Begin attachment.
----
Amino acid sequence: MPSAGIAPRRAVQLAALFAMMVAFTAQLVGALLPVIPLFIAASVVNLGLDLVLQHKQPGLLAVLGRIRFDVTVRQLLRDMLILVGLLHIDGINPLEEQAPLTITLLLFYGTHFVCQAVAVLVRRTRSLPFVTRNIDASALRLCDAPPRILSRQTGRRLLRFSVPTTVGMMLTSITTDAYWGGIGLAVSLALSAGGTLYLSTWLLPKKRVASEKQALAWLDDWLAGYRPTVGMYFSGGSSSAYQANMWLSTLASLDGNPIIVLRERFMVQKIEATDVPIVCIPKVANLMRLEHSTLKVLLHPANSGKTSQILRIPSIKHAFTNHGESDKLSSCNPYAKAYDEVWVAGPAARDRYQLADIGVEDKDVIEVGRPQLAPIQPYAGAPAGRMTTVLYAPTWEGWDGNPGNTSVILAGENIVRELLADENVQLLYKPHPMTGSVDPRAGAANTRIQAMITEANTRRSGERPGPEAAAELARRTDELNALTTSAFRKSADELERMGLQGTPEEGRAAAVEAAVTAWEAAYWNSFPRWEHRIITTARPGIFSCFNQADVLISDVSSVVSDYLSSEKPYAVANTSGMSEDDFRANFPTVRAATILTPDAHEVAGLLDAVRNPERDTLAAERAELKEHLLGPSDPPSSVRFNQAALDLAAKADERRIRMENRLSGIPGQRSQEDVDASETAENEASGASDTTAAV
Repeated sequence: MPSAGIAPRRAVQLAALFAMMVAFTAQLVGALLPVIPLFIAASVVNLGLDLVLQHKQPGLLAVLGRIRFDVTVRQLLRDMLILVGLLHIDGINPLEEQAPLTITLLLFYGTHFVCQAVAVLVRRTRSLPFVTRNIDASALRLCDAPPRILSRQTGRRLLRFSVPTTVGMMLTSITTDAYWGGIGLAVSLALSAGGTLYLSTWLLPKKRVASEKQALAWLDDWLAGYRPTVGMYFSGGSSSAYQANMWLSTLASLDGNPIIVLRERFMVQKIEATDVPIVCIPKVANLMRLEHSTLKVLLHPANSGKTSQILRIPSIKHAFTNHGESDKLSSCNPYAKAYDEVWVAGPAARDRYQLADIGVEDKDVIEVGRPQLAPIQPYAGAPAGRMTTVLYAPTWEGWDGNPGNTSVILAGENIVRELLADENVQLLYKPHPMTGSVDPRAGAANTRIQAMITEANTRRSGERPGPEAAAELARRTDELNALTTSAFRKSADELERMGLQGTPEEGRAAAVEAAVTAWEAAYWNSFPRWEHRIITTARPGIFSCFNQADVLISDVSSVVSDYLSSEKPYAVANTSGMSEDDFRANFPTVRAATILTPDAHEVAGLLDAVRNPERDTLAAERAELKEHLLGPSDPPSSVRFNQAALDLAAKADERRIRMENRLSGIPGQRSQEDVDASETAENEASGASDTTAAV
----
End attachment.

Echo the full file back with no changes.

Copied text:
Amino acid sequence: MPSAGIAPRRAVQLAALFAMMVAFTAQLVGALLPVIPLFIAASVVNLGLDLVLQHKQPGLLAVLGRIRFDVTVRQLLRDMLILVGLLHIDGINPLEEQAPLTITLLLFYGTHFVCQAVAVLVRRTRSLPFVTRNIDASALRLCDAPPRILSRQTGRRLLRFSVPTTVGMMLTSITTDAYWGGIGLAVSLALSAGGTLYLSTWLLPKKRVASEKQALAWLDDWLAGYRPTVGMYFSGGSSSAYQANMWLSTLASLDGNPIIVLRERFMVQKIEATDVPIVCIPKVANLMRLEHSTLKVLLHPANSGKTSQILRIPSIKHAFTNHGESDKLSSCNPYAKAYDEVWVAGPAARDRYQLADIGVEDKDVIEVGRPQLAPIQPYAGAPAGRMTTVLYAPTWEGWDGNPGNTSVILAGENIVRELLADENVQLLYKPHPMTGSVDPRAGAANTRIQAMITEANTRRSGERPGPEAAAELARRTDELNALTTSAFRKSADELERMGLQGTPEEGRAAAVEAAVTAWEAAYWNSFPRWEHRIITTARPGIFSCFNQADVLISDVSSVVSDYLSSEKPYAVANTSGMSEDDFRANFPTVRAATILTPDAHEVAGLLDAVRNPERDTLAAERAELKEHLLGPSDPPSSVRFNQAALDLAAKADERRIRMENRLSGIPGQRSQEDVDASETAENEASGASDTTAAV
Repeated sequence: MPSAGIAPRRAVQLAALFAMMVAFTAQLVGALLPVIPLFIAASVVNLGLDLVLQHKQPGLLAVLGRIRFDVTVRQLLRDMLILVGLLHIDGINPLEEQAPLTITLLLFYGTHFVCQAVAVLVRRTRSLPFVTRNIDASALRLCDAPPRILSRQTGRRLLRFSVPTTVGMMLTSITTDAYWGGIGLAVSLALSAGGTLYLSTWLLPKKRVASEKQALAWLDDWLAGYRPTVGMYFSGGSSSAYQANMWLSTLASLDGNPIIVLRERFMVQKIEATDVPIVCIPKVANLMRLEHSTLKVLLHPANSGKTSQILRIPSIKHAFTNHGESDKLSSCNPYAKAYDEVWVAGPAARDRYQLADIGVEDKDVIEVGRPQLAPIQPYAGAPAGRMTTVLYAPTWEGWDGNPGNTSVILAGENIVRELLADENVQLLYKPHPMTGSVDPRAGAANTRIQAMITEANTRRSGERPGPEAAAELARRTDELNALTTSAFRKSADELERMGLQGTPEEGRAAAVEAAVTAWEAAYWNSFPRWEHRIITTARPGIFSCFNQADVLISDVSSVVSDYLSSEKPYAVANTSGMSEDDFRANFPTVRAATILTPDAHEVAGLLDAVRNPERDTLAAERAELKEHLLGPSDPPSSVRFNQAALDLAAKADERRIRMENRLSGIPGQRSQEDVDASETAENEASGASDTTAAV